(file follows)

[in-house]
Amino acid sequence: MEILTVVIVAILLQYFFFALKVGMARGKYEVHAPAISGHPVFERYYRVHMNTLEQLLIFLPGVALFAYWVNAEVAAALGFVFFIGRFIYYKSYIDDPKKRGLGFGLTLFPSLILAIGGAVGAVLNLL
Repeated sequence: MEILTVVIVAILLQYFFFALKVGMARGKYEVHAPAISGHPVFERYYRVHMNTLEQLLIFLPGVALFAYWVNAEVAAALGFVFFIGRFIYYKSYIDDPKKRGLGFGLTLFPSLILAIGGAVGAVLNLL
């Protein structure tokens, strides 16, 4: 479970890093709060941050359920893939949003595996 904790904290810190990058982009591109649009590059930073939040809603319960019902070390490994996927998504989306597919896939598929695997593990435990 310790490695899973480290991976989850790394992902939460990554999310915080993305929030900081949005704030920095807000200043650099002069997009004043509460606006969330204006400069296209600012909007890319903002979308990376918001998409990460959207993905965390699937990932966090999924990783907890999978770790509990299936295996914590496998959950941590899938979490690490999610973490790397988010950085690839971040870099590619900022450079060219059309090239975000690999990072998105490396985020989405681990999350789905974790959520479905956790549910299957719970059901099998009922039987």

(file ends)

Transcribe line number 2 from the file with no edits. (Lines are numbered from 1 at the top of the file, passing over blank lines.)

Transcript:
Amino acid sequence: MEILTVVIVAILLQYFFFALKVGMARGKYEVHAPAISGHPVFERYYRVHMNTLEQLLIFLPGVALFAYWVNAEVAAALGFVFFIGRFIYYKSYIDDPKKRGLGFGLTLFPSLILAIGGAVGAVLNLL